- Challenges of expanding into the Czech economy include:
- Economics: Heavily dependent on exports to other EU members, which were over 80% in 2020
- Starting up: In 2020 the World Bank rated the Czechs only 134th out of 189 nations for ease of starting a business
- Red Tape: Other World Bank rankings are 157th for construction permits, 103rd for enforcing contracts and 53rd for paying taxes, which can involve over 400 hours of business time
- Politics: Element of Euroscepticism in government … although chances of a ‘Czexit’ seem remote
- Limited Company / Subsidiary or Branch in the Czech Republic?
- International companies moving into the Czech Republic typically choose between opening a limited liability subsidiary or a branch office. There are differences in registration and how they operate. Key points are:
Main characteristics of a subsidiary:
- Subsidiaries are independent legal entities from the foreign parent company
- Generally, the parent company has no responsibility for the debts or liabilities of the subsidiary
- The subsidiary can follow independent business activities from the parent company, under a different name
- Subsidiaries are registered under the Czech Commercial Code
- Share capital of CZK 1, corresponding to the minimum value of one share
- The parent company’s directors provide a declaration of intention to open a subsidiary
- All documents for the subsidiary must be notarised, including the parent company’s Articles or Memorandum of Association
- Must register for taxation and social security payments with the relevant authorities
- The subsidiary is a Czech tax resident and must file annual returns and is liable for corporation tax on its worldwide income
Main characteristics of a branch:
- A branch is not a separate legal entity from the parent company, but an extension
- The branch must follow the same business activities as the parent company and have the same name
- The parent company is responsible for any debts or liabilities of the branch
- Business activities must be entered with the Commercial Register
- The parent company must ensure its branch complies with the Trade Licensing Act, Civil Code, Commercial Code on Legal Entities, and the Act on Private International Law
- Must provide the parent company’s Articles of Incorporation
- Branches are liable to Czech taxes only on the profits of their local business
Expert guidance is vital when weighing the options between a subsidiary and a branch in the Czech Republic. There is an alternative route – one that is quicker, stress free, cost-effective and will have you up and running in days rather than weeks or even months. Bradford Jacobs will locate the top talent for your company. Once you select your new employee our Employer of Record (EOR) specialists will handle every aspect of employment law, including payroll and tax.
Legal Structure for Czech Market Entry
Companies operating in the Czech market come under the Civil Code, Commercial Code, Trade Licensing Act and other Acts and Statutes covering all aspects of employment, taxation, and social security. Under the Commercial Code, the main types of legal entities that operate are:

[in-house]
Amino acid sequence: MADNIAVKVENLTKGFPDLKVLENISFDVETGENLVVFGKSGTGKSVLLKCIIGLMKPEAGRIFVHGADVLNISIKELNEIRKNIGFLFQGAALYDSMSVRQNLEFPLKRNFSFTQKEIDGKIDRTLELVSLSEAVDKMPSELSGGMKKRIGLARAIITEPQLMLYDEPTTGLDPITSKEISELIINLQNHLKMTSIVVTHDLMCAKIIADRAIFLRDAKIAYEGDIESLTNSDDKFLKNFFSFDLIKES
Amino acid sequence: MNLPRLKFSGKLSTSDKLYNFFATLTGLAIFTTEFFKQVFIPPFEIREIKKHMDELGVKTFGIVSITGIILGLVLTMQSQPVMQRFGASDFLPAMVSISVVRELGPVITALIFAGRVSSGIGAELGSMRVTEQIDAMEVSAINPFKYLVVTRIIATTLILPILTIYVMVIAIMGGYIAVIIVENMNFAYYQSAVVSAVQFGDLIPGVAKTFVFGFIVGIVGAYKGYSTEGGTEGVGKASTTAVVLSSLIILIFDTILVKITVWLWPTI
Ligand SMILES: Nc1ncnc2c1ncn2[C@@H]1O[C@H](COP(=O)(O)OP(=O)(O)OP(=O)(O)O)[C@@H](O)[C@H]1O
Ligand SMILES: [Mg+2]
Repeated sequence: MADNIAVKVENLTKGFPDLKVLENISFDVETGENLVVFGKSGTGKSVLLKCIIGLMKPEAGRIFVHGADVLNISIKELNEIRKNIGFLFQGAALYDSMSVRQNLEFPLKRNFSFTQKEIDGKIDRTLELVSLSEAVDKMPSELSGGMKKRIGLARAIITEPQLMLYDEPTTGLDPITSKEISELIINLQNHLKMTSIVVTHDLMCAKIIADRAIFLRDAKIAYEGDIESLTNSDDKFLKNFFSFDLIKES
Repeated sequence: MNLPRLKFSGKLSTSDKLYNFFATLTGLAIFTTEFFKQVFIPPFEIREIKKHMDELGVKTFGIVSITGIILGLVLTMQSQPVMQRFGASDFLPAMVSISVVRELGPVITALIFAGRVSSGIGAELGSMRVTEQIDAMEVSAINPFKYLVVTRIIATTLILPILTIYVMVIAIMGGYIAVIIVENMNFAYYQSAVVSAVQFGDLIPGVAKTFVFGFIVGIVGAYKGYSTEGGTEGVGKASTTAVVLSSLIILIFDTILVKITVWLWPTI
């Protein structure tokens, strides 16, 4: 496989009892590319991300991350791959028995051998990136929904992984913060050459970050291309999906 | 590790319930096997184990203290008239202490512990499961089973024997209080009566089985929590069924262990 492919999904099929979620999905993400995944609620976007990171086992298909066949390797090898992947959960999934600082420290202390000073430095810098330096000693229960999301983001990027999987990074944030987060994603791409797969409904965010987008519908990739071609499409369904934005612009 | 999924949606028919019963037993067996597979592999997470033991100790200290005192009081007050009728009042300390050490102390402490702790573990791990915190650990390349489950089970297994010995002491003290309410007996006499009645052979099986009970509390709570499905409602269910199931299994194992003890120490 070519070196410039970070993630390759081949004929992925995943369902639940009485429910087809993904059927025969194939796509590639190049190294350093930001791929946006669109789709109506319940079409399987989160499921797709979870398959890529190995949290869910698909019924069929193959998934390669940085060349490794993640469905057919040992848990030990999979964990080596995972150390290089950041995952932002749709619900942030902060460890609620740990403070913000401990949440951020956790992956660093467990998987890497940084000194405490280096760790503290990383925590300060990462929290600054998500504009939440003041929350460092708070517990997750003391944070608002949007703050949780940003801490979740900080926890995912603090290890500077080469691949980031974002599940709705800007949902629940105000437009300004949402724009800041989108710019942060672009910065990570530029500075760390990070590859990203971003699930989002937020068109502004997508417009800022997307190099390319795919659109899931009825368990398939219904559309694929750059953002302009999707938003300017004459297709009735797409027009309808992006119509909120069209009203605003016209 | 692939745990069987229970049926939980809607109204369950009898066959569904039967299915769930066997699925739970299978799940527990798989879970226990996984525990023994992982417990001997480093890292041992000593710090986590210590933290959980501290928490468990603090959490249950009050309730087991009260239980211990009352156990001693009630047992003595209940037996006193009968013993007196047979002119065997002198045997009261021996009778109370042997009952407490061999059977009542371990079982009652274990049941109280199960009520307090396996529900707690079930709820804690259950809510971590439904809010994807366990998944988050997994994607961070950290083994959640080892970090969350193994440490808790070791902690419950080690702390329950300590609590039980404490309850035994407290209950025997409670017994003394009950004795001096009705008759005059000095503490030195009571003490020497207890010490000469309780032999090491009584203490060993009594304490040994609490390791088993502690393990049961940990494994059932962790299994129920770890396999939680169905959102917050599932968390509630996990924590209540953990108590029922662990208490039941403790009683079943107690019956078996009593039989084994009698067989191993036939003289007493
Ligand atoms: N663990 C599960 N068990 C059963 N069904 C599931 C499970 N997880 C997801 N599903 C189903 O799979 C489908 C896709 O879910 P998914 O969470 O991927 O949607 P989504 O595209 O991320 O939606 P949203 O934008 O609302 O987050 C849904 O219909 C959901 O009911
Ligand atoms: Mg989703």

- General Commercial Partnership (Unlimited Partnership)
- Limited Partnership
- Limited Liability Company
- Joint Stock Company
- European Joint Stock Company
- European Economic Interest Grouping
- European Cooperative Society
- Legal structure for a limited liability company:
The legal structure for a subsidiary allows it to operate independently from the parent company, under its own name and able to follow its own commercial and business activities. The subsidiary is a distinct and separate legal entity from the foreign parent company and is one of the most common company types in the Czech Republic. Registered capital comprises contributions from shareholders who are liable up to the limit of their contributions.
Legal structure for a branch:
The branch is an extension of the foreign parent company and is not a separate legal entity. The parent company is responsible for any debts or liabilities of the branch, which has the same name as the parent company but must include the Czech language equivalent of ‘organizational unit’ in its title. The branch’s legal framework is regulated by the Civil Code, the International Private Law Act, the Trade Licensing Act, and the Business Corporations Act. The branch is taxed only on its Czech-sourced income.
Opening a Business Bank Account in the Czech Republic
Selecting your bank depends on the services offered and costs/fees charged. Foreign banks dominate the banking vista retaining 85% of the assets. Available banks feature HSBC, Deutsche Bank, and Citi Bank as well as local banks such as CSOB and VUB Banka. Foreigners starting a company will want to open a professional bank account. The company’s responsible manager deposits any share capital, which cannot be used until after company registration is complete – when the account is then activated to operate the business. The party making the initial deposit needs to appear in person at the bank, alternatively a company representative with power of attorney. All banks will have their own requirements. Documents should be notarized by legal authority and certified as a true copy:
- Paperwork issued when the company is incorporated
- Memorandum or Articles of Association
- Details of directors and shareholders
- Share certificates
- Proof of registered office
- Business plan/budget
- Proof of the company’s good standing
Documents are also required from any responsible manager, signatories, officers of the company or owner/shareholders. Any copies should be certified:
- Valid passport as photo ID
- Utility receipt or bank statement
- Some companies open an account with their home bank before transferring this to one of their branches in the Czech Republic, although there can be operational differences depending on the country.